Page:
Friday, January 29, 2021

January OMG, Smashed to Smithereens

Well, folks, my January OMG (One Monthly Goal) was to make four more sampler blocks for my Retro Building Blocks quilt.  I made six!


Four Retro Building Blocks Added to the Design Wall...


Plus This One...


...And Also This One

I know that making six blocks in a whole month might seem like a pretty weak goal, but I also completed a vintage quilt repair for a client, quilted several charity tops for our guild's outreach to local pediatric hospitals, and I just finished quilting a huge, gorgeous Rainbow Scrap Challenge quilt for a client that I am DYING TO SHOW YOU -- but I can't because she reads my blog and she deserves to see her finished quilt in person before I show it to everyone on the Internet...  (You know who you are!  šŸ˜‰)

I also ordered and received all of the Kona Solids yardage that I was short on for the Retro Building Blocks sampler, and I've prewashed all of it so that it's ready to go.  Now that I'm caught up with customer commitments, my next order of business will be to cut and piece the Rainbow Mork Suspenders borders and set them aside.  I just want to make 100% certain that I get those long, skinny strips I need out of the yardage before I start cutting into what's left for my remaining blocks.

I'm linking up with the One Monthly Goal finish party at Elm Street Quilts!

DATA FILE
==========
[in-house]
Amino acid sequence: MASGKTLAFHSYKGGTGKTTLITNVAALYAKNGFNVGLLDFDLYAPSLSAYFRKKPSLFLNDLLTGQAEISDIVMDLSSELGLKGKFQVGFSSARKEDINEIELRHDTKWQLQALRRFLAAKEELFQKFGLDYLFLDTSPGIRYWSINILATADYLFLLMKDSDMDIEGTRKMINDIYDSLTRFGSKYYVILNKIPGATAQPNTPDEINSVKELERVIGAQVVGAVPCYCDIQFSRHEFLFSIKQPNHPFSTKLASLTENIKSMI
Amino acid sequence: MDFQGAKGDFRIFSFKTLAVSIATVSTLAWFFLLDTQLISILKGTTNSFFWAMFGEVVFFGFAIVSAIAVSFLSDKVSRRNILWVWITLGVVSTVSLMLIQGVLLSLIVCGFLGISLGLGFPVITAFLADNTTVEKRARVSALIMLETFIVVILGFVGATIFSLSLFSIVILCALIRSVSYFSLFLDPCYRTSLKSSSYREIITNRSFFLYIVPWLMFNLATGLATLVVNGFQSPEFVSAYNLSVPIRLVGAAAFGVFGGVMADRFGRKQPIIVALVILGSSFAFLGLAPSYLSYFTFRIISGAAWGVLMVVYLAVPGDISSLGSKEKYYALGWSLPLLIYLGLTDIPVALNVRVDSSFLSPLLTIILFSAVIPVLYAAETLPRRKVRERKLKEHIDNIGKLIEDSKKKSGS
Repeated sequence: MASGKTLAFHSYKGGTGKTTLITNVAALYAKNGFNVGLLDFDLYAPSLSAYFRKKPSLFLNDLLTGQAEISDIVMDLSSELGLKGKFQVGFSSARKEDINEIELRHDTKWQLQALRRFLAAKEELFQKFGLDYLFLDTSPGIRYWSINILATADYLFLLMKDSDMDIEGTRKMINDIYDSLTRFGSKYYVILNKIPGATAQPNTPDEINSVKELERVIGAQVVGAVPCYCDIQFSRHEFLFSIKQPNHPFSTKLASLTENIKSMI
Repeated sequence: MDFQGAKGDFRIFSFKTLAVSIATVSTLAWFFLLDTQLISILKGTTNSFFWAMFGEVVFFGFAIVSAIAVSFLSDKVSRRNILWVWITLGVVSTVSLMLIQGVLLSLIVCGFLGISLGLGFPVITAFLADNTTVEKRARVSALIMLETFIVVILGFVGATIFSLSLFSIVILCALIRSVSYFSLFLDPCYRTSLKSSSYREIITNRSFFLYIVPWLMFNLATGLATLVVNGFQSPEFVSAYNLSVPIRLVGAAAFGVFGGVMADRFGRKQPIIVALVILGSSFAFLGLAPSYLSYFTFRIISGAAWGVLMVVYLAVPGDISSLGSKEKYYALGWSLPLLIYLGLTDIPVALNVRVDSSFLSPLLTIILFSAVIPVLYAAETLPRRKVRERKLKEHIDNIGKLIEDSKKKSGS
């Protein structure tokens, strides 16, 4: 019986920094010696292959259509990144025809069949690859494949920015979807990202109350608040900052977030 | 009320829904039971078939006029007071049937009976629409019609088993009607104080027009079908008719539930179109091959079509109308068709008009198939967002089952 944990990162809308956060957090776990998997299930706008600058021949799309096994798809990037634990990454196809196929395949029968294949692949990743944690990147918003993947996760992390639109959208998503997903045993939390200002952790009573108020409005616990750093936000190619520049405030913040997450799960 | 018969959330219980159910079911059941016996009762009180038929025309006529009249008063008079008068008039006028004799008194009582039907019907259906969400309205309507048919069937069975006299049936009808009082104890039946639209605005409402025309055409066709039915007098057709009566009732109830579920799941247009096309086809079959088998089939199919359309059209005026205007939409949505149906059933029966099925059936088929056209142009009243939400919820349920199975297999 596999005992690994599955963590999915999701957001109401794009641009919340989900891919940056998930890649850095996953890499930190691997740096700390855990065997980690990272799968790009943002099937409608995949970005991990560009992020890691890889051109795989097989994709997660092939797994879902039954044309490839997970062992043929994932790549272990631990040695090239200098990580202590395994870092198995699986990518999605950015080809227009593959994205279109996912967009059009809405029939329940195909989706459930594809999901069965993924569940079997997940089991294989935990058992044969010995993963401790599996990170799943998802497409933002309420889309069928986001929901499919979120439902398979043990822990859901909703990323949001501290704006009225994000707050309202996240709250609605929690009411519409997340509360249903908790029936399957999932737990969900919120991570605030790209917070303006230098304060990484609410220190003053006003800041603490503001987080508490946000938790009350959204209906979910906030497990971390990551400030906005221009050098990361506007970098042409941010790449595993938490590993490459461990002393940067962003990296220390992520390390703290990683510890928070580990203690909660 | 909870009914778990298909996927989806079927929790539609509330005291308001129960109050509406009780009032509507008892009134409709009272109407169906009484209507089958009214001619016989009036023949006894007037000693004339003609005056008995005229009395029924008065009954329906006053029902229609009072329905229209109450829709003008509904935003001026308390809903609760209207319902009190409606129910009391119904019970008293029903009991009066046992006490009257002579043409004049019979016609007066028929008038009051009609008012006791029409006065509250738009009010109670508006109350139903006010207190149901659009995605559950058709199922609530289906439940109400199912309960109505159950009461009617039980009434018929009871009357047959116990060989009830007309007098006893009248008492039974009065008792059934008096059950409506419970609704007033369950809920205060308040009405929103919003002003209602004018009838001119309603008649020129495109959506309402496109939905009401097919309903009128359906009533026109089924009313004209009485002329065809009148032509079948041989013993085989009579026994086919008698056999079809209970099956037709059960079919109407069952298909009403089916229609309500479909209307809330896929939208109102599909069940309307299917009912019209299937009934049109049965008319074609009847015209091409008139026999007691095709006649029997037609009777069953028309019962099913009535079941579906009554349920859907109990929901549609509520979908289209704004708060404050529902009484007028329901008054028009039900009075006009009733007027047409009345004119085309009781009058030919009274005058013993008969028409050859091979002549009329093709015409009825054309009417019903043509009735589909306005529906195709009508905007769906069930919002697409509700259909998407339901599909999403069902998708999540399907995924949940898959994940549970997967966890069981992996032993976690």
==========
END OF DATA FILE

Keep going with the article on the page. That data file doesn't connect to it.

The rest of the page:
Tuesday, January 26, 2021

Channeling Aristotle: Using Ancient Design Principles for Better E2E Quilting

Good morning, Lovelies, and Happy Tuesday!  

I often see quilters -- even seasoned professional longarm quilters with years of experience -- crowd-sourcing ideas for quilting designs on social media and in online forums.  You know, "how should I quilt this," "which thread would you choose," and "which panto design would look good on this quilt?"  If the quilter has a computerized machine, there are additional questions about what size to scale a particular design for quilting as well.  My interior design background kicks in whenever I'm faced with these kinds of choices, so I thought I'd take a moment today to explain how the principles of color, pattern, line, and scale influenced the way I quilted this Disappearing 9-Patch baby quilt.  

39 x 53 Disappearing 9-Patch Baby Quilt